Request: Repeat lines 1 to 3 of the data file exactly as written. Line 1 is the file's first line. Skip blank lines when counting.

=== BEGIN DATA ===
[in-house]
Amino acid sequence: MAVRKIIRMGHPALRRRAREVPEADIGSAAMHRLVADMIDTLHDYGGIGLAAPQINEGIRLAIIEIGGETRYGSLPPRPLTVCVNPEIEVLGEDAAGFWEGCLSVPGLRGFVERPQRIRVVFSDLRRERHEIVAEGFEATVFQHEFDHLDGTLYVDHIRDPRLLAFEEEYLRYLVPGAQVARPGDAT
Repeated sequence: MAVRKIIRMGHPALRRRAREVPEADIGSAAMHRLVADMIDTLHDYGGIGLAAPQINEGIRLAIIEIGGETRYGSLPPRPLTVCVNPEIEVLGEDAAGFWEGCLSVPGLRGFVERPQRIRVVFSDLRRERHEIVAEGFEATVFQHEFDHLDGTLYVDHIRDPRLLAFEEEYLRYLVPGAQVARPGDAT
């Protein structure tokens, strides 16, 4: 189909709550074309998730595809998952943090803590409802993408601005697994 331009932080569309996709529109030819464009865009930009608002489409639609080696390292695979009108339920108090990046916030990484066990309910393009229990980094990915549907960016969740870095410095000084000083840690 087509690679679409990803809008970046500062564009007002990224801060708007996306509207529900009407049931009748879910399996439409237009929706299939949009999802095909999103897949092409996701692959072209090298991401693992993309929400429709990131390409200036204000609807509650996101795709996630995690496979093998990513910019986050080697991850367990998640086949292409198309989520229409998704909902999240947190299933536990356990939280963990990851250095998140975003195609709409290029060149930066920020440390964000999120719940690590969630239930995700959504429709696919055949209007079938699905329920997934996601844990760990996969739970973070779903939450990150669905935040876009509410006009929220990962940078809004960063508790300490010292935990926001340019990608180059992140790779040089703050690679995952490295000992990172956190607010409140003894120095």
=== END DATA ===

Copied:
[in-house]
Amino acid sequence: MAVRKIIRMGHPALRRRAREVPEADIGSAAMHRLVADMIDTLHDYGGIGLAAPQINEGIRLAIIEIGGETRYGSLPPRPLTVCVNPEIEVLGEDAAGFWEGCLSVPGLRGFVERPQRIRVVFSDLRRERHEIVAEGFEATVFQHEFDHLDGTLYVDHIRDPRLLAFEEEYLRYLVPGAQVARPGDAT
Repeated sequence: MAVRKIIRMGHPALRRRAREVPEADIGSAAMHRLVADMIDTLHDYGGIGLAAPQINEGIRLAIIEIGGETRYGSLPPRPLTVCVNPEIEVLGEDAAGFWEGCLSVPGLRGFVERPQRIRVVFSDLRRERHEIVAEGFEATVFQHEFDHLDGTLYVDHIRDPRLLAFEEEYLRYLVPGAQVARPGDAT